Thirty four years ago, on February 23, 1987, the world was shaken by the explosion of a massive blue star in the Large Magellanic Cloud, one of the more massive of the Milky Way's current set of satellite galaxies. This was the nearest such star explosion seen in over 400 years. The LMC lies at a distance of 170,000 lightyears from earth, so that the actual explosion took place about 170,000 years before 1987. This event was a real watershed, the first opportunity to study, with with modern astronomical instruments, the details of a "core collapse" supernova, an unbelievably powerful stellar explosion produced by the formation of an iron core at the center of a massive star. This explosion produced, for a short while, about as much radiation as the rest of the LMC, and even produced a burst of sub-atomic neutrinos, which was detected on earth, helping to usher in a new era of "multi-messenger" astrophysics and confirm theories of core-collapse supernovae. Since 1987, astronomers have been monitoring the evolution of the shock of radiation and matter produced in the explosion. In addition to producing an extended, hot glowing supernova remnant, core-collapse supernovae are expected to leave behind the dead core of the progenitor star, an ultradense neutron star or a singular black hole, but despite more than 30 years of careful study, this collapsed object has frustratingly escaped detection. Until, perhaps, this year. Using archived X-ray images of SN 1987A, and other data, from the Chandra X-ray Observatory and the NuSTAR high energy X-ray observatory, astronomers believe they have detected the first clue of the presence of the collapsed stellar core. The NuSTAR image, in blue above, shows extended high energy emission from SN 1987A, while Chandra, with its high resolution cameras, details the extended ring of hot gas produced by the ejecta from the explosion, stretching about a lightyear in all directions. Comparison of the X-ray data from NuSTAR and Chandra reveal unusual energy emission which is believed to be produced by the magnetically-driven wind from a tiny, newborn neutron star near the center of the X-ray emitting ring. This provides an exquisite opportunity to examine the properties of a new neutron star, and to see how it will cool and evolve with time over the next few centuries, and beyond.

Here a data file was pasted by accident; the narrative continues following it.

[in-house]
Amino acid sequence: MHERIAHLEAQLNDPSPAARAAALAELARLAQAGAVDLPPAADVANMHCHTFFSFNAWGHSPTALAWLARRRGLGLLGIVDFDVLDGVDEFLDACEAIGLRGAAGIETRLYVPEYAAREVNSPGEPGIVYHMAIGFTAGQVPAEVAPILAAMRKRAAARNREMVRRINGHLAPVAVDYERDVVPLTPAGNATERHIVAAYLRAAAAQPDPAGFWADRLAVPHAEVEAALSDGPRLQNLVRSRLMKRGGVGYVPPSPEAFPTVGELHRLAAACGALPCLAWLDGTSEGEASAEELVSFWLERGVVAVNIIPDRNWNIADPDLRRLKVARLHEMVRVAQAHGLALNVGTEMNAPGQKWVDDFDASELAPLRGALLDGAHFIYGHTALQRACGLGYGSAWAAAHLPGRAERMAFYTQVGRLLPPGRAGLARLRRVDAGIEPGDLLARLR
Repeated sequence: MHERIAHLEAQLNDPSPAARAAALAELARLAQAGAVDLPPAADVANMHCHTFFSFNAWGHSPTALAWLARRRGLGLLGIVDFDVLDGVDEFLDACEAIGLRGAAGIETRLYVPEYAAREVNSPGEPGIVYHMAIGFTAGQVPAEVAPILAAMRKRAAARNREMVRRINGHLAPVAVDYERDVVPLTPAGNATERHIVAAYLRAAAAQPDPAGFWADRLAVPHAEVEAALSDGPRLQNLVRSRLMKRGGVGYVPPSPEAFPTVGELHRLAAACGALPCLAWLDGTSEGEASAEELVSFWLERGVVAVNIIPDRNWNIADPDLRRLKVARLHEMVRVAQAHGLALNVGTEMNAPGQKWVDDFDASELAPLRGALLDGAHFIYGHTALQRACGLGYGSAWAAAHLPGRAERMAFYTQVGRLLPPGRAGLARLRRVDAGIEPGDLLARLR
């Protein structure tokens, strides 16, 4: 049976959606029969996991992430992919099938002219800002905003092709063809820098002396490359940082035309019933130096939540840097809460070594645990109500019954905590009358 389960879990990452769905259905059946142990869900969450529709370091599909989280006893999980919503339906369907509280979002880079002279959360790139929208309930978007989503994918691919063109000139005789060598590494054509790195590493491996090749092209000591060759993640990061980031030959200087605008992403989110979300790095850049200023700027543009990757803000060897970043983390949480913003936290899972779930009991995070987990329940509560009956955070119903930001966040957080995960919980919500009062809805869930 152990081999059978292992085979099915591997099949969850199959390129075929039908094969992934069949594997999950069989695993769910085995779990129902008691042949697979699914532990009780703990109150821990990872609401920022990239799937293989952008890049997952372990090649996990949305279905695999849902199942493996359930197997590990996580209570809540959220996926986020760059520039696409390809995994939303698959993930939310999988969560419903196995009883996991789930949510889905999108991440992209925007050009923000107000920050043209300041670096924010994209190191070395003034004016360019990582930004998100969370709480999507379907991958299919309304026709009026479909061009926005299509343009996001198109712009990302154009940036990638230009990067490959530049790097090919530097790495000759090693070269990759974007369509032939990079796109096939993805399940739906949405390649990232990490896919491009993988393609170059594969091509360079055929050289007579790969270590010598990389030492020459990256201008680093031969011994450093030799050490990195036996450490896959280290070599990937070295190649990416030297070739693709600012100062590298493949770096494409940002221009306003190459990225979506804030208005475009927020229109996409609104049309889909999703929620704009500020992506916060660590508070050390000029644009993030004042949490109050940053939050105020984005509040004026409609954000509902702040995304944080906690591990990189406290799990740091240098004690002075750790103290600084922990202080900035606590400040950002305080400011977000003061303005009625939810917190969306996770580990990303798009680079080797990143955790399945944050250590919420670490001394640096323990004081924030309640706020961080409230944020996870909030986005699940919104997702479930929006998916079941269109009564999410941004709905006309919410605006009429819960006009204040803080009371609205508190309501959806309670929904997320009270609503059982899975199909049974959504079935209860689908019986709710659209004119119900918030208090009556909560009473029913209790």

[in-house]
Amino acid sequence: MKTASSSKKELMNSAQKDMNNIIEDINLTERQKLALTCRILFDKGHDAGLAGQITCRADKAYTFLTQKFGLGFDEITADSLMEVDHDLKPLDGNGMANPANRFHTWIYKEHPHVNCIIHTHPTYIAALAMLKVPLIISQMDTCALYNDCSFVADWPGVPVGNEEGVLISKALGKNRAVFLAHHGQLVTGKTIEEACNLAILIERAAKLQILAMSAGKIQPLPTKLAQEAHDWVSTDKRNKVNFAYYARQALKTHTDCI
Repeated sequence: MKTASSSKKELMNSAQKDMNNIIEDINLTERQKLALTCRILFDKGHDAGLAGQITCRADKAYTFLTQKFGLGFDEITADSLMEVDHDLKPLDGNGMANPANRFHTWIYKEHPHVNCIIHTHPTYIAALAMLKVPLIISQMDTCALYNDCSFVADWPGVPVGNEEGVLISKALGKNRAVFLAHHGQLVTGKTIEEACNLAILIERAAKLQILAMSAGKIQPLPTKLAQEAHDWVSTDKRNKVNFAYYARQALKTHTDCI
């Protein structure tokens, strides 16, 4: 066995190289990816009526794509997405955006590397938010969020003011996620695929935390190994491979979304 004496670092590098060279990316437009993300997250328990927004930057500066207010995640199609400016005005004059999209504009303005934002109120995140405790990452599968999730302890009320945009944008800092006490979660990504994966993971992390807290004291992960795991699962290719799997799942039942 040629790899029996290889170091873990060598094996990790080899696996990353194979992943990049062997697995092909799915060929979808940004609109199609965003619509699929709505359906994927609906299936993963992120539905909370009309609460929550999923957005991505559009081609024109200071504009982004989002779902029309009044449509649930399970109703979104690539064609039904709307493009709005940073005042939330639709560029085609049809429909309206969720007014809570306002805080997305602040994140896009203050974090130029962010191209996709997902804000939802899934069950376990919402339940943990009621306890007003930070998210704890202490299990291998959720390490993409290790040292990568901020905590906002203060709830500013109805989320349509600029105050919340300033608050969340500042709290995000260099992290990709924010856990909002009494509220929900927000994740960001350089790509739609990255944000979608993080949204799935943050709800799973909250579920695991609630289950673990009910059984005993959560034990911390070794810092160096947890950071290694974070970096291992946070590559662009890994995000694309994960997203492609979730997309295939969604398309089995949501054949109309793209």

CXC: SN 1987A: Reclusive Neutron Star May Have Been Found in Famous Supernova
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